In a judgment of 4 March 2015 (case C-534/13, Ministero dell'Ambiente e della Tutela del Territorio e del Mare v Fipa Group Srl), the Court of Justice of the European Union (CJEU) ruled that national legislation exempting innocent landowners from the obligation to take emergency, safety and remedial measures is compatible with the polluter pays principle introduced by the Environmental Liability Directive (Directive 2004/35/EC of the European Parliament and the Council of 21 April 2004 on environmental liability with regard to the prevention and remedying of environmental damage, hereinafter the "ELD").
The Italian authorities ordered Tws Automation Srl, Ivan Srl and Fipa Group Srl, the owners of heavily polluted land in Tuscany, to erect a hydraulic capture barrier in order to protect the groundwater table. This was deemed an "emergency safety measure". However, since the pollution was caused by activities carried out by previous owners, the companies contested the administrative decisions before the Regional Administrative Court of Tuscany, claiming the benefit of the innocent owner exemption. The Administrative Court overturned the decisions, and the Italian authorities subsequently appealed to Italy's Council of State, which requested a preliminary ruling from the CJEU.
Towards a less restrictive interpretation of the polluter pays principle
The CJEU ruled that "Directive 2004/35 must be interpreted as not precluding national legislation such as that at issue in the main proceedings, which, in cases where it is impossible to identify the polluter of a plot of land or to have that person adopt remedial measures, does not permit the competent authority to require the owner of the land (who is not responsible for the pollution) to adopt preventive and remedial measures, that person being required merely to reimburse the costs relating to the measures undertaken by the competent authority within the limit of the market value of the site, determined after those measures have been carried out."
In other words, the Court apparently states that the polluter pays principle should be interpreted less restrictively, meaning that persons other than the operator, such as the user or landowner, can also be held liable even if they did not cause the pollution. While the ELD expressly states that it targets only operators, Article 16 of the directive specifies that the Member States are allowed to introduce more stringent rules. As AG Kokott rightly notes, this does not mean the Member States can take decisions with full discretion: the objectives of the ELD and Article 191(2) TFEU, which enshrine the polluter pays principle, cannot be undermined.
This decision departs somewhat from previous decisions, such as Raffinerie Mediterranee (ERG) SpA v Ministero dello Sviluppo Economico. In that case, the CJEU seemed to prefer a more restrictive interpretation of the polluter pays principle: the polluter must pay, and no one else. Such an approach was at odds, however, with the legislation of certain Member States. Italian law provides, for example, that, in certain cases, the administrative authority must pay for measures on contaminated sites. In this case, they can recover the costs, up to the increased market value of the land, from the "innocent" owner.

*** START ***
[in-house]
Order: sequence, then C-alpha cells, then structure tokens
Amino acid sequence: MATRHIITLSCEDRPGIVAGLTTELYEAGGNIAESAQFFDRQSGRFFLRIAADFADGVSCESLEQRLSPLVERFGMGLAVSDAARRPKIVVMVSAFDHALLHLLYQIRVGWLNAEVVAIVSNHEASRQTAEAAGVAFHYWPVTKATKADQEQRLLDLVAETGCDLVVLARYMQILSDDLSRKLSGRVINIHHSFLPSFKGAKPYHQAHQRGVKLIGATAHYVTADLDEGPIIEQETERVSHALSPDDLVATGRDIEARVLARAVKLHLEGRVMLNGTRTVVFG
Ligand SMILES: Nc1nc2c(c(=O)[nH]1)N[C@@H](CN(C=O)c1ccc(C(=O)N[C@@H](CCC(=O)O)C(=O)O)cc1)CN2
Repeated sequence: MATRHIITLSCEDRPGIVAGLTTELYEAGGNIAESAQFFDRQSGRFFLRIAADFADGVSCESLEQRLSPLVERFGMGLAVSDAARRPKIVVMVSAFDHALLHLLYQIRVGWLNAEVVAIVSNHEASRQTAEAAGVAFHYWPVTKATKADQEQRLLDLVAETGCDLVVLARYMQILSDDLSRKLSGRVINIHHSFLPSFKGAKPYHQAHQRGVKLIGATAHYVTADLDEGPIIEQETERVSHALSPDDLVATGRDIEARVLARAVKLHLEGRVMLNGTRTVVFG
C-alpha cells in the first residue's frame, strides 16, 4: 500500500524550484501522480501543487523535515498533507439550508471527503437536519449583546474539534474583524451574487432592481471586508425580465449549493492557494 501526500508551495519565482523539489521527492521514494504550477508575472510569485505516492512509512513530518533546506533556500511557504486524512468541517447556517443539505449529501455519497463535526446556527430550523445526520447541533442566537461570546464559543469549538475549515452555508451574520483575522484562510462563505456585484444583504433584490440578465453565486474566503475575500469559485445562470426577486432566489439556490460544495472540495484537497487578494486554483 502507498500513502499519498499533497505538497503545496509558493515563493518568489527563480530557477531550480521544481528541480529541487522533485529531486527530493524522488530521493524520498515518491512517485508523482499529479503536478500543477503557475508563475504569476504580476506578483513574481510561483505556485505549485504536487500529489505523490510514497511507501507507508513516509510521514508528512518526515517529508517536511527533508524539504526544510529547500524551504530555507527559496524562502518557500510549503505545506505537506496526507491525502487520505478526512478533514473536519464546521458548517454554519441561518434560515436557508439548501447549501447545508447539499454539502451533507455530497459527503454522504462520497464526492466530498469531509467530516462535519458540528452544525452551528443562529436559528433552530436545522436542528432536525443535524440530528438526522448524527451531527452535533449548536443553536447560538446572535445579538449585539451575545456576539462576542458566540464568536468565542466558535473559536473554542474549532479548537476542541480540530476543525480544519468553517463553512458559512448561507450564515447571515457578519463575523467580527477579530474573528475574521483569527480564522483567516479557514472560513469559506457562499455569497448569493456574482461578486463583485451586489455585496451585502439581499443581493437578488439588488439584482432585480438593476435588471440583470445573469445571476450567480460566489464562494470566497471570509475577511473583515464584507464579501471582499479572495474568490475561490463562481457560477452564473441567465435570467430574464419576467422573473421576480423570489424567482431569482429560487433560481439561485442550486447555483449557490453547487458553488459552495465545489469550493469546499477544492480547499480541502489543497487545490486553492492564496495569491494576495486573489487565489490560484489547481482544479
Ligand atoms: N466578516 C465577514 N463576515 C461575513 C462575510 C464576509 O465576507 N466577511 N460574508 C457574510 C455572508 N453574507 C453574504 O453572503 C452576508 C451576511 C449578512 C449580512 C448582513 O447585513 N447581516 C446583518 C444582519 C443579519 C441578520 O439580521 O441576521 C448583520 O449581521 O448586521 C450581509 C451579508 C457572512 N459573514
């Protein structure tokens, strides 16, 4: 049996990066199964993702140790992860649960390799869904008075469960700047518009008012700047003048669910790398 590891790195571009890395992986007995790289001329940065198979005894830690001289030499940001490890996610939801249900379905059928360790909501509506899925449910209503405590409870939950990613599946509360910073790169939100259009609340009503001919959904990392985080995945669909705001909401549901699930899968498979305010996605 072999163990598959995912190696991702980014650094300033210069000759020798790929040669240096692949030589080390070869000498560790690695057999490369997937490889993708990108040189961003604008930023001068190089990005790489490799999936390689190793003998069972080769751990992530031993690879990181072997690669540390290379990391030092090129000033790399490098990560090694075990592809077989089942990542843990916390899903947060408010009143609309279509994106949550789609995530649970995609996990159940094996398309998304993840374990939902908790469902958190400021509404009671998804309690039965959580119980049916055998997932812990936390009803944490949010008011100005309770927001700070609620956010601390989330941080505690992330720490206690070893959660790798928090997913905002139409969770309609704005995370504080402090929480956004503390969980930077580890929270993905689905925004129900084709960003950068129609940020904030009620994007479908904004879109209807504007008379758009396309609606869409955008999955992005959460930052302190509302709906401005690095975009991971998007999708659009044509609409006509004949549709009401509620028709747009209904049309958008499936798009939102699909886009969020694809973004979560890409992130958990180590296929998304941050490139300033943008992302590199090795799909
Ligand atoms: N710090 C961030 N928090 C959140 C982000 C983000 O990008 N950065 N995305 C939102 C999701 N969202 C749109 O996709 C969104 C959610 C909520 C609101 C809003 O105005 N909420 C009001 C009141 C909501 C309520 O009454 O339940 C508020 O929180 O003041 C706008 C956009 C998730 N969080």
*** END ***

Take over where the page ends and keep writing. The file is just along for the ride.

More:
In its judgment of 4 March 2015, the CJEU clearly lends its support to the Italian approach.
The implications of the CJEU's judgment for the Belgian innocent ownership rules are clear.
Articles 12 and 23 of the Soil Decree (Decree of 27 October 2006 on soil remediation and protection, published in the Belgian State Gazette on 22 January 2007) provide that the operator, user or landowner does not have a remediation obligation when the following cumulative conditions are met: (1) it did not cause the pollution; (2) the soil pollution was caused before it became the operator, user or owner of the site; and, for landowners, (3) it was not aware or should not have been aware of the pollution when it purchased the land.
The Belgian rules go further than the ELD since Belgian law, on the one hand, provides for the possibility to compel the owner (not only the operator) to contribute to remediation costs but, on the other hand, exempts innocent owners from this obligation (Articles 157 and 160 of the Soil Decree).
Ultimately, the administrative authority - as is the case in Italy - is obliged to cover the remediation costs. Since innocent ownership rules have now been ruled compatible with the polluter pays principle, the Belgian legislation would appear to comply with EU law.